The Sugarloaf Cafe.
PHOTOGRAPHS BY ANTHONY-MASTERSON
The Sugarloaf Cafe
In a backflow smoker, tri-tips roast over locally sourced wood for seven hours, producing beautiful smoke rings and tender, flavorful bites. The tri-tip is vacuum-packed with fresh herbs and edible flowers for an impressive presentation and easy, sous vide-style reheating. For dessert, Sugarloaf’s freshly baked pies make for a pleasant finale. thesugarloafcafe.com
PHOTOGRAPH BY NATE ABBOTT
While best known for its signature cocktails and fun twists on comfort food, this Palm Springs hot spot in the Uptown Design District is all in on ribs, offering baby backs slathered in a signature sauce and served with sweet potato fries and — what else? — slaw. As a Sunday night special, Trio offers the meatier St. Louis-style ribs, whose extra fat results in a boost of flavor. triopalmsprings.com
Babe’s BBQ and Brewery
The brisket steals the show at this Rancho Mirage mainstay. It’s hand-trimmed and slathered with homemade Memphis rub before marinating for 24 hours. Then, Babe’s smokes it over hickory and pecan wood for eight hours, charring it to crispy perfection, and serving in a salad, on top of mac and cheese, stuffed inside tamales, or by the pound. babesbbqbrewery.com
Brown’s BBQ and Soul Food
This low-key, family-owned restaurant in North Palm Springs offers fresh soul food classics in a nondescript location off San Rafael Drive. Try the barbecue wings, served alongside generous portions of Southern-style sides such as baked beans and potato salad. fb.com/brownsbbqandsoulfood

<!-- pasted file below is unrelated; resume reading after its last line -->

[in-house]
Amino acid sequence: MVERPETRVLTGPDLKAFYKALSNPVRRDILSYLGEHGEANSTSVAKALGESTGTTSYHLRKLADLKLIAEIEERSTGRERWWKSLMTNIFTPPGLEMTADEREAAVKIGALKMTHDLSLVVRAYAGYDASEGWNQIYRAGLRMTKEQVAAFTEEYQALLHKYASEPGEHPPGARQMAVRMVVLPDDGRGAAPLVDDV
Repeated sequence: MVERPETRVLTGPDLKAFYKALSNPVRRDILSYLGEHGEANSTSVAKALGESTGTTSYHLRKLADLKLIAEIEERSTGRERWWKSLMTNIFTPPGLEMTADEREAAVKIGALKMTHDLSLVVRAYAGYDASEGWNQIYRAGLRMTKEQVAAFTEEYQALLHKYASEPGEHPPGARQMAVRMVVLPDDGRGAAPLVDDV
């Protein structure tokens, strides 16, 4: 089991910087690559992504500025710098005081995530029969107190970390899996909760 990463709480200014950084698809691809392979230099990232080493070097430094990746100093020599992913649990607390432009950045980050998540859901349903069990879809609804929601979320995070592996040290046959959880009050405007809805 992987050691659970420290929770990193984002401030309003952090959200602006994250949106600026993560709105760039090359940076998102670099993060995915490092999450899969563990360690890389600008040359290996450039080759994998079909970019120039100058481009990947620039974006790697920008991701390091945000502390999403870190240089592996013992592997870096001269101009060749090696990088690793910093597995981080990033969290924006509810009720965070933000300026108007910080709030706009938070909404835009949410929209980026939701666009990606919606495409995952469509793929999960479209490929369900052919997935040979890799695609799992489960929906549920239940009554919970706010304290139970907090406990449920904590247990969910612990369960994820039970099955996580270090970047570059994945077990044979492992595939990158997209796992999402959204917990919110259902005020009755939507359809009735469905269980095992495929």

Smoke Tree BBQ
The pitmasters at this Southern-inspired joint in South Palm Springs hand-trim the meat before dry smoking to create fork-tender, fall-apart Carolina-style pulled pork that’s perfect for sliders, nachos, and salads. Hangry? Try the Junkyard Doggie, which features the signature pork atop a foot-long, bacon-wrapped beef hot dog, covered with barbecue beans, jalapeños, tomatoes, and cheese sauce. smoketreebbq.com
ask a local
Owner, The Sugarloaf Cafe
When she moved from Long Beach to Palm Springs to open The Green Door Hotel, Rose never expected The Sugarloaf Cafe to become her full-time business. After a severe rainstorm forced the hotel to shutter, the lifelong entrepreneur shifted her efforts to barbecue and pie.
Why is barbecue
so popular here?
When people think about eating in the desert, they think about eating pioneer style: cooking over an open fire under the stars with outdoor music, plenty of beer, and late nights. Our barbecue culture in California is less traditional than other places, but there’s more freedom. We incorporate local influences like barbacoa and street tacos — or even serve barbecue with a side of pico de gallo.